Ep. 142: Sylvana Caloni - Failure has a Purpose
Sylvana Caloni, PCC, joins Count Me In to talk about the benefits of failure and the way aspiring leaders can help grow themselves and their businesses. She is a Professional Certified Coach (PCC) accredited by the International Coach Federation and truly values professional competency, ethics, and standards. She has undertaken continuing professional development to engage her own coaches, mentors and supervisors. Sylvana recently co-authored "Humble Crumbles: Savouring the crumbs of wisdom from the rise and fall of Humble Pie". She provides insights and experiences from her dual lenses as leadership coach and financial analyst as she explores the entrepreneurial journey of Paul O'Donnell, a serial entrepreneur. In this episode, she highlights how and why failure has a purpose and failure is part of the process to success! Download and listen now.
Humble Crumbles: Savouring the crumbs of wisdom from the rise and fall of Humble Pie:
Welcome back to count me in, IMA's podcast about all things affecting the accounting and finance world. I'm your host Mitch Roshong and today you will hear from Sylvana Caloni, as she joins us for episode 142 of our series. Sylvana is a former equities fund manager, a professional certified coach and author of the book, Humble Crumbles. She was an executive vice president when she was privileged to partner with an executive coach. She is now a leadership consultant committed to paying it forward by enabling clients to make an impact at their companies and in their communities. In this conversation, you will hear Sylvana discuss the value of failure, the benefits of clear communication and ways to propel business. Let's head over and listen to her now.
Sylvana, I just want to thank you so much for coming on the count me in podcast today.
Thank you, Adam. I really appreciate the opportunity to speak with you and to explore failure and entrepreneurship and all sorts of different ideas coming from our book, Humble Crumbles.
So speaking of your book, Humble Crumbles, you say in that book, failure has a purpose and failure's a part of the process. So can you just start by giving us some more insight into that statement?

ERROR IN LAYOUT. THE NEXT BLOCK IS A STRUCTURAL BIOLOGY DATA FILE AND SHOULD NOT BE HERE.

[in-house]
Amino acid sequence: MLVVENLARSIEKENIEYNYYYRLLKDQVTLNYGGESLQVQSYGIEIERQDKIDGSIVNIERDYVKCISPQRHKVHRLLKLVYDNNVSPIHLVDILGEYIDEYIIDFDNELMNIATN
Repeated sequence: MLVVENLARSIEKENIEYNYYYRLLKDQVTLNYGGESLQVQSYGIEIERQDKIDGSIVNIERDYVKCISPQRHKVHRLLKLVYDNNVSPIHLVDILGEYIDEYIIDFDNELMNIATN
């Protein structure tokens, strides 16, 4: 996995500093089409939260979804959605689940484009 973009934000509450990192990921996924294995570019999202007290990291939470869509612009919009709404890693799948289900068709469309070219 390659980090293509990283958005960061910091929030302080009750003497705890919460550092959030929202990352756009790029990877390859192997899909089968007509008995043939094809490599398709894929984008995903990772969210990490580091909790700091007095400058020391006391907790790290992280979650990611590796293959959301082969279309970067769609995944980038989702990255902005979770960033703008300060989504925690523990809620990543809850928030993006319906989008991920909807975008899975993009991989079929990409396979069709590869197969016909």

Yeah, absolutely. So I guess we see across different cultures and across different types of businesses, if you like and academia, that there is a fear of failure. And we, as individuals often are constrained in what we do because of that fear of failure. It may be so great that we prevent ourselves from jumping in taking the leap and starting up a business, or perhaps we have started the business, but because of that fear of failure and because of a fear of not meeting the commitments we've made to our stakeholders, et cetera, again, it constrains what we can do. So if you look at tech companies, for instance, you'll often hear the phrase fail fast, fail often, or if you look at scientific revolutions and innovations and how things have pivoted during this pandemic, actually, if there had not been failures, there wouldn't have been learning. There wouldn't have been multiple iterations. There wouldn't have been new responses to the challenges that are out there. So for Paul O'Donnell my co-author and I, the idea that failure is part of the process is that we do need to sort of remove ourselves from that view that it's first time only time, and we're going to be successful from the get go, because in fact, most successful businesses have started out in some other form in their initial iterations. And it's the ability of the business owners and entrepreneurs to be flexible and to pivot and, you know, take on constructive criticism or take on impartial advice to modify their product or service, which means that ultimately it is successful.
So when you look at these leaders who are having to transition and fail and become more successful, how do you, you know, how do you understand what makes them tick? What do you, what, what can we do to, to look at these people and see what can, what can cause you to fail and keep coming back and keep coming back?